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Re: [libvirt] [RFC PATCH] Add new migration flag VIR_MIGRATE_DRY_RUN



On 11/5/18 1:46 AM, Michal Privoznik wrote:
On 11/02/2018 11:34 PM, Jim Fehlig wrote:
A dry run can be used as a best-effort check that a migration command
will succeed. The destination host will be checked to see if it can
accommodate the resources required by the domain. DRY_RUN will fail if
the destination host is not capable of running the domain. Although a
subsequent migration will likely succeed, the success of DRY_RUN does not
ensure a future migration will succeed. Resources on the destination host
could become unavailable between a DRY_RUN and actual migration.

Signed-off-by: Jim Fehlig <jfehlig suse com>
---

If it is agreed this is useful, my thought was to use the begin and
prepare phases of migration to implement it. qemuMigrationDstPrepareAny()
already does a lot of the heavy lifting wrt checking the host can
accommodate the domain. Some of it, and the remaining migration phases,
can be short-circuited in the case of dry run.

One interesting wrinkle I've observed is the check for cpu compatibility.
AFAICT qemu is actually invoked on the dst, "filtered-features" of the cpu
are requested via qmp, and results are checked against cpu in domain config.
If cpu on dst is insufficient, migration fails in the prepare phase with
something like "guest CPU doesn't match specification: missing features: z y z".
I was hoping to avoid launching qemu in the case of dry run, but that may
be unavoidable if we'd like a dependable dry run result.

Thanks for considering the idea!

(BTW, if it is considered useful I will follow up with a V1 series that
includes this patch and and impl for the qemu driver.)

  include/libvirt/libvirt-domain.h | 12 ++++++++++++
  src/qemu/qemu_migration.h        |  3 ++-
  tools/virsh-domain.c             |  7 +++++++
  tools/virsh.pod                  | 10 +++++++++-
  4 files changed, 30 insertions(+), 2 deletions(-)

diff --git a/include/libvirt/libvirt-domain.h b/include/libvirt/libvirt-domain.h
index fdd2d6b8ea..6d52f6ce50 100644
--- a/include/libvirt/libvirt-domain.h
+++ b/include/libvirt/libvirt-domain.h
@@ -830,6 +830,18 @@ typedef enum {
       */
      VIR_MIGRATE_TLS               = (1 << 16),
+ /* Setting the VIR_MIGRATE_DRY_RUN flag will cause libvirt to make a
+     * best-effort attempt to check if migration will succeed. The destination
+     * host will be checked to see if it can accommodate the resources required
+     * by the domain. For example are the network, disk, memory, and CPU

While this is a honourable goal to achieve I don't think we can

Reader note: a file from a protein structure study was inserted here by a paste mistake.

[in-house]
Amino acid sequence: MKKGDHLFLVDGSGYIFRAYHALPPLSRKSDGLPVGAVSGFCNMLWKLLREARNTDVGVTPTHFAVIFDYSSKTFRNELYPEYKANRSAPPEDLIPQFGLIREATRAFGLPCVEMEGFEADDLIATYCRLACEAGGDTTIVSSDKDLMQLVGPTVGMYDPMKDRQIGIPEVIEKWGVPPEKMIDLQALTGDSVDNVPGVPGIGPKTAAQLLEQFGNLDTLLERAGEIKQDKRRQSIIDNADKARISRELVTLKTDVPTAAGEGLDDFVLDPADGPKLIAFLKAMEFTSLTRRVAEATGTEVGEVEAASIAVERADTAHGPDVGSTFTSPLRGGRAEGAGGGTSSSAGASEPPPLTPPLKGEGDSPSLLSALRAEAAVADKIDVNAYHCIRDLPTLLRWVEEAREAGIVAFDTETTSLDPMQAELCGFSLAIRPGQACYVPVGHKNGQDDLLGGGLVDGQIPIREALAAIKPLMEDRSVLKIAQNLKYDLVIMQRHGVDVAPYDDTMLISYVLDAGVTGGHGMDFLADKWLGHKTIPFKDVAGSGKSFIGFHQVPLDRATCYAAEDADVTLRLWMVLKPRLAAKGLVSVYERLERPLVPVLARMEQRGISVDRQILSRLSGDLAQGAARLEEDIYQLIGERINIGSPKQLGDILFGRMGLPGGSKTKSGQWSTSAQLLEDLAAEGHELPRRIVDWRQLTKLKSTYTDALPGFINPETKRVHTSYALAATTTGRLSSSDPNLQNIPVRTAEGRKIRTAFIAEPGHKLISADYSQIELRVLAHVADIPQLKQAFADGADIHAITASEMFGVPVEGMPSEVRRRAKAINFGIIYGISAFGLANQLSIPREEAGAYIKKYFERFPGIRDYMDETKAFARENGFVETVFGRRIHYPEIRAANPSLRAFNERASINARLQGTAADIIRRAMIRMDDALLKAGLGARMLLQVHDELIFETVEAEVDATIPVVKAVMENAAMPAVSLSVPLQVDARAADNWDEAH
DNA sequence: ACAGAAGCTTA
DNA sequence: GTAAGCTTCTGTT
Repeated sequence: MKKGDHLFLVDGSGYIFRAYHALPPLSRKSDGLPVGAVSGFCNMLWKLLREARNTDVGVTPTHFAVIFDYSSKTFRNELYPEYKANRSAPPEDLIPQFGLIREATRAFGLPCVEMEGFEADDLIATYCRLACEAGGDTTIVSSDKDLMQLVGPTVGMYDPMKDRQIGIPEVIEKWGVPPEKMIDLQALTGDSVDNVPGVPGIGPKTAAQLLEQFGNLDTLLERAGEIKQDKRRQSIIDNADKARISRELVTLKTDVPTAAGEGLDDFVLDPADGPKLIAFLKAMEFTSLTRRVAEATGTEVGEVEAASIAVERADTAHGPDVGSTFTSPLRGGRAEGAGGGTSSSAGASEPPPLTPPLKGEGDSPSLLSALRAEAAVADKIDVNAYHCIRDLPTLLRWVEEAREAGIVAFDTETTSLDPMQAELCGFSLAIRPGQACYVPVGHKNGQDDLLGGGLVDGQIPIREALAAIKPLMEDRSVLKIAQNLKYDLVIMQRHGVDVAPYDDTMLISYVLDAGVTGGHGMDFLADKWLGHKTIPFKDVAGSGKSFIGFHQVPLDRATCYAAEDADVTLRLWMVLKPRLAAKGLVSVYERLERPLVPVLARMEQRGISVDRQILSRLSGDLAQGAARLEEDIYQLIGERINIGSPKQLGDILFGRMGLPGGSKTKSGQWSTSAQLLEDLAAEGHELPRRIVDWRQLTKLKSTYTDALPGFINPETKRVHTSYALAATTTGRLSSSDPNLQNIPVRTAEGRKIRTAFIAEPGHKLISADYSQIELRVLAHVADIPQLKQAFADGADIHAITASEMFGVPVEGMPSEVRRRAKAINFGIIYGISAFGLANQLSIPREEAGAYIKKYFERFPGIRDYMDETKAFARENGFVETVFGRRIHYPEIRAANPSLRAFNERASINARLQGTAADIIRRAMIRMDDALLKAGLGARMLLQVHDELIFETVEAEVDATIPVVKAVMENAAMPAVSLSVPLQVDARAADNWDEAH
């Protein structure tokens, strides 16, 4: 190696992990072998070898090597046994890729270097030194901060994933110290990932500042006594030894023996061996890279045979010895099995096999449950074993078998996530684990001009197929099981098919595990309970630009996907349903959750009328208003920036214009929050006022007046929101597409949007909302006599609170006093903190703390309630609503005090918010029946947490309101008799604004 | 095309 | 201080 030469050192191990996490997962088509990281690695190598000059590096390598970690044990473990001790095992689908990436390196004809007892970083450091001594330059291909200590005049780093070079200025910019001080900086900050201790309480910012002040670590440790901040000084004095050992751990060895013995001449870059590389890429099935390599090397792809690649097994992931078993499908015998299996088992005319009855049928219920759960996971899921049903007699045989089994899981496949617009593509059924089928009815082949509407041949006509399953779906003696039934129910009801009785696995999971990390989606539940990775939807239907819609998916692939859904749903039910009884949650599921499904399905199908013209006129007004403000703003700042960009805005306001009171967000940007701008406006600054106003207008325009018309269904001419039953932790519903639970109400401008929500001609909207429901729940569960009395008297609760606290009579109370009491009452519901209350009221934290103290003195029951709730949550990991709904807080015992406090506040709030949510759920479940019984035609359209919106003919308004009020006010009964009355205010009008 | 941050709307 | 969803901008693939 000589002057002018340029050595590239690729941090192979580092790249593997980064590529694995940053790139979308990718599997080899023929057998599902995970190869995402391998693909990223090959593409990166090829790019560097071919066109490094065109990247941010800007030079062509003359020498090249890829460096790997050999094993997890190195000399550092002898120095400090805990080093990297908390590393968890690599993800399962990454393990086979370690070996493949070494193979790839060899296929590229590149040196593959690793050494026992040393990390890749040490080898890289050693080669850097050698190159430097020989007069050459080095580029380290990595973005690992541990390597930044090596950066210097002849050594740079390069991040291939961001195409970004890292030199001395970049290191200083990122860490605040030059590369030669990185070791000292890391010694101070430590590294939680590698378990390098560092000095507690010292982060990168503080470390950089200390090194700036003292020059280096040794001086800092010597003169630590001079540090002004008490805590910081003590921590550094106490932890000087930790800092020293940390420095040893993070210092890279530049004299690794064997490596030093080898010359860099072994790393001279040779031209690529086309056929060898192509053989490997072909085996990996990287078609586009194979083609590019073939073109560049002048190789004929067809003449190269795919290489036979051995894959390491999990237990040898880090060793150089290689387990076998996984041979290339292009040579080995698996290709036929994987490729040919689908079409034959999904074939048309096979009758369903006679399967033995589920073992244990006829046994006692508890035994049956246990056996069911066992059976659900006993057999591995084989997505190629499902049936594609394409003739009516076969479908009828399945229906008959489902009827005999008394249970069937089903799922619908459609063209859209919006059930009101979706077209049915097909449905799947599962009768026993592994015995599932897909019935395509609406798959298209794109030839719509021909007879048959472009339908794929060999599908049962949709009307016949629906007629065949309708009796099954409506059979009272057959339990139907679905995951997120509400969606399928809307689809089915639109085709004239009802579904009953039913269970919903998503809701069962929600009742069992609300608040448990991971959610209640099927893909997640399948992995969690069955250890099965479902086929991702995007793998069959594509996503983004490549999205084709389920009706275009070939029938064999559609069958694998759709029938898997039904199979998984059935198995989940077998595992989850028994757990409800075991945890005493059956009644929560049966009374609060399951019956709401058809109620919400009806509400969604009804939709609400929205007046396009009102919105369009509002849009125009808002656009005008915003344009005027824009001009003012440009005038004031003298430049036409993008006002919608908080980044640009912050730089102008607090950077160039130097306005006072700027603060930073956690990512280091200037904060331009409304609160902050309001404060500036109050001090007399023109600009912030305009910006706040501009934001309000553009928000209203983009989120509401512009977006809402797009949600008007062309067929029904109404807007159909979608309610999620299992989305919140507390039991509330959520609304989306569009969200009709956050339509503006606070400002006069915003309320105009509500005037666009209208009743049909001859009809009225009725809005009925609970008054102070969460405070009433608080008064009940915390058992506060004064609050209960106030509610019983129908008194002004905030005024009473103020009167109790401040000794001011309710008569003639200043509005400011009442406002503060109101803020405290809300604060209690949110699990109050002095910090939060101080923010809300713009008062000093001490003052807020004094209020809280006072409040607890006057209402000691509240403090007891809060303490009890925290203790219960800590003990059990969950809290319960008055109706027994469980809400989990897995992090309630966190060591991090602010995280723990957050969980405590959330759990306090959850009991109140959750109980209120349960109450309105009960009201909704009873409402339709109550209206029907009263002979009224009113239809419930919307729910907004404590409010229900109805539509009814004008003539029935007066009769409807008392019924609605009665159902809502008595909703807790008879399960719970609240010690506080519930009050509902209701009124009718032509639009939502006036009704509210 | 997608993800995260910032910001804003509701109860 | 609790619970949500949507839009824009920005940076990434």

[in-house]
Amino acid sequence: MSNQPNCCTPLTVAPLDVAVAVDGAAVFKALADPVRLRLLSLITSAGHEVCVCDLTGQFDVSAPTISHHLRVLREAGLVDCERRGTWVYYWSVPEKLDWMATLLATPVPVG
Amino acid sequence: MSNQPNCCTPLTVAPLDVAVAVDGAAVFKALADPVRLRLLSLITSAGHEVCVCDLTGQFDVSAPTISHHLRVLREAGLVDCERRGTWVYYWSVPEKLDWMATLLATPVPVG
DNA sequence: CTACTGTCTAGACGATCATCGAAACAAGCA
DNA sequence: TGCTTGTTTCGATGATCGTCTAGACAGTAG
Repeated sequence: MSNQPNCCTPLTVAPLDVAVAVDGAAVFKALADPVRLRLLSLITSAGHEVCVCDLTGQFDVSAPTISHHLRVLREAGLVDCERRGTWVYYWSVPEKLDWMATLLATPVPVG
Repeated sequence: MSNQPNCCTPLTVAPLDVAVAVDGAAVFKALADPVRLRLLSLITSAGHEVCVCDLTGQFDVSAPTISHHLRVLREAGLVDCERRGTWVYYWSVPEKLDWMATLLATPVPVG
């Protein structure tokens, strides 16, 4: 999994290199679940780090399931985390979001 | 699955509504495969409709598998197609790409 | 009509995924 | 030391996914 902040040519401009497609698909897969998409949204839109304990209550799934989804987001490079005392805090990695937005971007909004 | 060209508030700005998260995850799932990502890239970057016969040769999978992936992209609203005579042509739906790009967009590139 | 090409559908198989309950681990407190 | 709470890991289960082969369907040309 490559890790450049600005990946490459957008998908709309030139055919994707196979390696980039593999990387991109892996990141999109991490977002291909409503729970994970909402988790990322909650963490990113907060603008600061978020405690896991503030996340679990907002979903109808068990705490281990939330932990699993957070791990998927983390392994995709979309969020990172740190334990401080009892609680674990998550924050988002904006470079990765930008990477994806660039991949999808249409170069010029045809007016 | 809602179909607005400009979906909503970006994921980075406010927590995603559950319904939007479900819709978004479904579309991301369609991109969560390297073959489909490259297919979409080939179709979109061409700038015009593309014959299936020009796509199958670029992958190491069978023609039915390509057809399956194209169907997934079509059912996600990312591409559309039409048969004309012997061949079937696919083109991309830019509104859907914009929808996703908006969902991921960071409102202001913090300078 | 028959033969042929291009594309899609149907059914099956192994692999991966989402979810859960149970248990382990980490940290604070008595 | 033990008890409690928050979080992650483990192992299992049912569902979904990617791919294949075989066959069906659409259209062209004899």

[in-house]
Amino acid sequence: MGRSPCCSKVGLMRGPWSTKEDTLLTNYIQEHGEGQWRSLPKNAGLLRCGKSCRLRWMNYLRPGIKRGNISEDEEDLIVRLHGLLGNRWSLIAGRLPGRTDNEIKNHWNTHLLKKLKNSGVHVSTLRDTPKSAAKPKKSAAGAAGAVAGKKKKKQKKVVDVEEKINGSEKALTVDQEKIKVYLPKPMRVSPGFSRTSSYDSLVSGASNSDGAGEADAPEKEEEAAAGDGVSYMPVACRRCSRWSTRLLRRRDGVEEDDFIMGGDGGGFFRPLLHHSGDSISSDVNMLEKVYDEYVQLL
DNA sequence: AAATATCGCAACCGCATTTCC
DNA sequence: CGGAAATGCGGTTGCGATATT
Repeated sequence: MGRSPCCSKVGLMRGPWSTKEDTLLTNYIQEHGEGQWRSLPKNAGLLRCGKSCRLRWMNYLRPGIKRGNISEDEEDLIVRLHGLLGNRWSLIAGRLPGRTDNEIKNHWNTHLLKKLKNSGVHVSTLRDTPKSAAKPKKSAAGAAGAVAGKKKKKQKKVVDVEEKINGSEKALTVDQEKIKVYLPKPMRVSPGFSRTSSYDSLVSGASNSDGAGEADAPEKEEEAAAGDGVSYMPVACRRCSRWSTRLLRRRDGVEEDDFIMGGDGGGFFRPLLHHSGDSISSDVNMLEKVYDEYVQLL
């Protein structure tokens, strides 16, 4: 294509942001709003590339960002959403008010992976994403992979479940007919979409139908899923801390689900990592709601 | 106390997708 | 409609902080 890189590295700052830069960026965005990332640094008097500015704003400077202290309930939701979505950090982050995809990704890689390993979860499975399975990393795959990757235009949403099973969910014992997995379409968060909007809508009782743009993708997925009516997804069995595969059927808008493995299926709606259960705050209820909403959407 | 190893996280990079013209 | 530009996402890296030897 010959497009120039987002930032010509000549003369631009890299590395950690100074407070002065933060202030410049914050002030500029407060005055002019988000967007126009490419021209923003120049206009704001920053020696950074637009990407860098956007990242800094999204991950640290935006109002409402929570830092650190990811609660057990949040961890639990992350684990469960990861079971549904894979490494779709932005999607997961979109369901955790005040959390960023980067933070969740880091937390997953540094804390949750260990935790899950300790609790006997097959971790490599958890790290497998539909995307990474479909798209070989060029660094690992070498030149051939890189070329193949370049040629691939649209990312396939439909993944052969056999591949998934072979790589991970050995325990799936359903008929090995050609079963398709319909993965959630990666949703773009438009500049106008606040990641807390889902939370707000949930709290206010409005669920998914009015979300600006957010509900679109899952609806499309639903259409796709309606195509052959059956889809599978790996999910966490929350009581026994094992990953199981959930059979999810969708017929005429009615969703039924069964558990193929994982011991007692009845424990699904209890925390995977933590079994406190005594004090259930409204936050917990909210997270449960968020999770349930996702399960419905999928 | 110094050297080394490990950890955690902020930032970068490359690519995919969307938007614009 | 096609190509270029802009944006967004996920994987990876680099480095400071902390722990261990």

guarantee it (without running qemu). At least in qemu world.

I don't think it can be guaranteed even if qemu is run. That's why the rest of the comment warns about relying on dry run's success. Dry run succeeding should give the user warm fuzzies, but it can't guarantee success of a future migration.

For instance, libvirt doesn't check if there's enough memory (nor regular
nor hugepages) when domain is started/migrated. We just run qemu and let
it fail. However, for network, CPU and hostdev we do run checks so these
might work. Disks are in grey area - we check their presence but not
their labels. And if domain is relabel=no then the only way to learn if
qemu would succeed is to run it.

I'll have to check but I think starting qemu for dry run is a no-go if host resources are actually consumed. E.g. if host memory is given to the dry run qemu and not available for non dry run instances.

But I don't see much problem with starting qemu in paused state. I mean,
we can get through Prepare phase but never actually reach Perform stage.
The API/flag would return success if Prepare succeeded.

Yep, my though exactly, along with doing less preparation in the prepare phase.

I bet it's easier to check if migration would succeed in xen world, or?

I suppose so, if anything because it supports less options. E.g. there's only one type of cpu for Xen PV domains.

The other thing is how are apps expected to use this? I mean, if an app
wants to work without admin intervention then it would need to learn how
to fix any possible error (missing disk, perms issue, missing hostdev,
etc.). This is not a trivial task IMO.

That's the case today if an actual migration fails. Dry run simply allows checking the possible success of migration without actually performing it. Admin intervention can occur before there is any attempt to perform a doomed migration (which in worse case can result in domain not running on src or dst).

Regards,
Jim


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